The new 2015 MCAT has longer sections and more of them. Although the exam itself is just over six hours, which includes four sections 90 to 95 minutes each, the section breaks bring it a total of 7.5 hours. Even if you studied thoroughly and are confident that you know the material, if you don’t have enough endurance for a 7.5-hour test you will get tired somewhere in the middle of the exam and your potentially high scores will be compromised.

So how do you prepare to take a 7.5-hour exam without burning out? In addition to studying the resource material for the MCAT, you must gradually build up your test-taking endurance to ensure that you are comfortable, confident and mentally present for the entire exam. 

Building Endurance Takes Time

Building endurance is a gradual process. My advice is to focus on these two phases.

  1. Get comfortable sitting and studying for 95 minutes in one shot.

  2. Get comfortable doing this four times successively with short breaks in between.

Three of the exam sections are 95 minutes and one is 90. So you have to be able to apply yourself for four 95-minute test sections in a row without burning out.

How do you build stamina for this? First, determine your baseline—how long you can sit and study comfortably before any endurance building—by taking the full-length sample MCAT. This will also help you determine your understanding of the material before you begin studying.

During the sample exam pay attention to how many minutes into the test you are when the burn out begins. Record that time for each section because that will be the baseline from where you’ll start to build up your endurance.

The ultimate goal is to be able to sit for four consecutive sessions of 100 minutes each even though the exam sessions are 90-95 minutes because you want to ensure your brain can operate past that time. This way, as you near the end you’re still operating at a high mental capacity.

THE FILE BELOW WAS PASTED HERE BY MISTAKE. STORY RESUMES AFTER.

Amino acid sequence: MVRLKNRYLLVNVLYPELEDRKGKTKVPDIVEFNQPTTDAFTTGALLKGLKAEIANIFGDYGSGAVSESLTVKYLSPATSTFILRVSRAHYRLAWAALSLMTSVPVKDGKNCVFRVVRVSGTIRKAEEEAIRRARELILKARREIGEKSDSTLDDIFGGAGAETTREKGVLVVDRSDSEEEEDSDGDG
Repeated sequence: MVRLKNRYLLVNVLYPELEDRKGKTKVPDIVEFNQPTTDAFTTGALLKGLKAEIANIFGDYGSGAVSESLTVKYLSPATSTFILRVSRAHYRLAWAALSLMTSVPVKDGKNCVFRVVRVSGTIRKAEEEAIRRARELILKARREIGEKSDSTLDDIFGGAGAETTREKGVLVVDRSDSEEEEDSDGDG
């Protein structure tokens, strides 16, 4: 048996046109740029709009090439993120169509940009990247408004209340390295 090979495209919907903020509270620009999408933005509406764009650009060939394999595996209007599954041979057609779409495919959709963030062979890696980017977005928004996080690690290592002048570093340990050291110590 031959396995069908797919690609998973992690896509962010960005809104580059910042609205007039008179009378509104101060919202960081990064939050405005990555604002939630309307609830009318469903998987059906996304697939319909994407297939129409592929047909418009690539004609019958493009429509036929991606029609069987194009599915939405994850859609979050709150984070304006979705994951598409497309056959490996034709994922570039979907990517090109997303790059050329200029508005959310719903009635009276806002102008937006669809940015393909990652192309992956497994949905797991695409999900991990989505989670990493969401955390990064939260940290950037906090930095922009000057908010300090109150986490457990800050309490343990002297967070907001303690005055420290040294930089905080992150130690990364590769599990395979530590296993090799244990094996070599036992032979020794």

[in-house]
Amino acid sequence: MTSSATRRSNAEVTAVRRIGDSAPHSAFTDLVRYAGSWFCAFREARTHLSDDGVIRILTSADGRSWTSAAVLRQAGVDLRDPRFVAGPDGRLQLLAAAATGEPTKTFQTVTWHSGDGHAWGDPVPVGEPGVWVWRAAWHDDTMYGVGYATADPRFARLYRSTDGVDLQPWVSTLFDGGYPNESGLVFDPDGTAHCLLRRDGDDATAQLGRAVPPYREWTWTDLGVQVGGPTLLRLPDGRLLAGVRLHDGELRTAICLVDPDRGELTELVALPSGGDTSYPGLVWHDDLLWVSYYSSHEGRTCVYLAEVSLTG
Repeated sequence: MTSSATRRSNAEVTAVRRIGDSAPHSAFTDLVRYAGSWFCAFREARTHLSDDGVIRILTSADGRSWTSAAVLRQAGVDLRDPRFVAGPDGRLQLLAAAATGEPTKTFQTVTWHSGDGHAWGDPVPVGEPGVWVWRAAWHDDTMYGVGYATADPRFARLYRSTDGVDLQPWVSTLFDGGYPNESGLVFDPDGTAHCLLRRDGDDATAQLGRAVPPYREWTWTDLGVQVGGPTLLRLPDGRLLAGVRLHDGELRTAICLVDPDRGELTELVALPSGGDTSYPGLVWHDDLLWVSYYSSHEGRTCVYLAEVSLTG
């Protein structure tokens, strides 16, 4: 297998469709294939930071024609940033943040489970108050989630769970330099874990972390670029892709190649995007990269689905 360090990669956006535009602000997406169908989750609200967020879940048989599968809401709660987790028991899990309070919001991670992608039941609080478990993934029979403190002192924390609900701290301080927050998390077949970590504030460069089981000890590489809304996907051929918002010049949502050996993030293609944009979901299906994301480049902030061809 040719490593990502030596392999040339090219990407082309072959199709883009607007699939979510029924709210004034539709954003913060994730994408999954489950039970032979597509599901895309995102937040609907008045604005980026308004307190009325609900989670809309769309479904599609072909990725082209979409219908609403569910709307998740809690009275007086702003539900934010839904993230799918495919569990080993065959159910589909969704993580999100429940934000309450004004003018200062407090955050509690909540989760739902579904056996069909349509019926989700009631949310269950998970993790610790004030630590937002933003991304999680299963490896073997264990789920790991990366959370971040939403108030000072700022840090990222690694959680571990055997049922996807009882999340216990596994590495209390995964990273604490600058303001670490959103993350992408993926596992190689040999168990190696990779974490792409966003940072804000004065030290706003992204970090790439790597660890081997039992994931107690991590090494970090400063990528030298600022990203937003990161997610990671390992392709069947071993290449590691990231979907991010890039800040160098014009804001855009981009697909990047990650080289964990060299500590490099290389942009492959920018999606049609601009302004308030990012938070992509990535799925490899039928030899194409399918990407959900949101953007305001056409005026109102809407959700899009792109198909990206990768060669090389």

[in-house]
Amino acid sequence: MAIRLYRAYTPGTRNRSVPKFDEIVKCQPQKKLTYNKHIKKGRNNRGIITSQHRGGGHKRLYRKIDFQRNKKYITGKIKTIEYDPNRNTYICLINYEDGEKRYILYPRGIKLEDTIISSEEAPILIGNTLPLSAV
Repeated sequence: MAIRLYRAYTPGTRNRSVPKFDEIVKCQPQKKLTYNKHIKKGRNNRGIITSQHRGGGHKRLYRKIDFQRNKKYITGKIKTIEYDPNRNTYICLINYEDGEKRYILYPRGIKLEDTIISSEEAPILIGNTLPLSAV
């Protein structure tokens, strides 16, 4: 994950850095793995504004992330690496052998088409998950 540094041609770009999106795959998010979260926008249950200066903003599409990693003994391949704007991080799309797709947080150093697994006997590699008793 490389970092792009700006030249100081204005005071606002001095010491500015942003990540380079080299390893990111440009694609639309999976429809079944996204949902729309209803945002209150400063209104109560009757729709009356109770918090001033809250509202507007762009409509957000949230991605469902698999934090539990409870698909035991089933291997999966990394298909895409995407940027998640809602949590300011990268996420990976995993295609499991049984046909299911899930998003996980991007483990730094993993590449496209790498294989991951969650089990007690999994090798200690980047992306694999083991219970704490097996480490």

Getting Started

Let’s say that your baseline is 60 minutes for the first section, 50 minutes for the second, and the third and fourth sections were brutal. We’ll tackle it two sections at a time and turn your study sessions into endurance exercises.

Start with two back-to-back 60-minute study sessions. Study one specific category or topic for 60 minutes as if you were taking the exam. That means no distractions—no cellphone, no snacks. After 60 minutes, even if you feel fine, take a 10-minute break. and use the restroom, have a snack and some water and do some jumping jacks to get your blood circulating. After 10 minutes begin your second 60-minute session.

You may do well the first session and start to wane during the second session but that’s fine. Repeat this for at least a week, studying three or more times that week. When you feel comfortable studying for two 60-minute sessions with a 10-minute break, crank it up a notch and add another session for as long as you can function well mentally. But be sure to take a 20-minute break after your second session because the MCAT has a 20-minute break after the first two exam sections.

Try to add a few minutes to that third study session each day so that, for example, within a week you’re doing:

  • 60 minutes

  • 60 minute

  • 30 minutes;

The next round

  • 60 minutes

  • 60 minutes

  • 40 minutes

and so on…

When you feel comfortable enough add the fourth session for 10-20 minutes, or as long as you can manage it, and build onto that time each day until you’re able to do:

  • 60 minutes

  • 10 minute break

  • 60 minutes

  • 20-minute break

  • 60 minutes

  • 10 minute break

  • 60 minutes.

Once you’re completing four 60-minute sessions with the appropriate breaks, start increasing the time of each session, eventually building up to your goal of 100 minutes.

It will be harder to forge through the later sessions so start by keeping your first two sessions at 60 minutes but add minutes on the last two sessions. Keep adding minutes to the last two sessions until your endurance is at 100 minutes.

Then start adding minutes to your first two sessions until you reach 100 minutes on those

Don’t forget to take all the appropriate breaks.

As you gradually build up your stamina, take a weekly full-length practice test. It’s good practice and you can check your baseline to see how much you’ve improved your endurance!

By the way, are you getting ready to take your MCAT in the next few weeks? If so, click to grab a FREE copy of my new ebook ( Exam Strategy – A 6 Week Guide To Crushing The MCAT.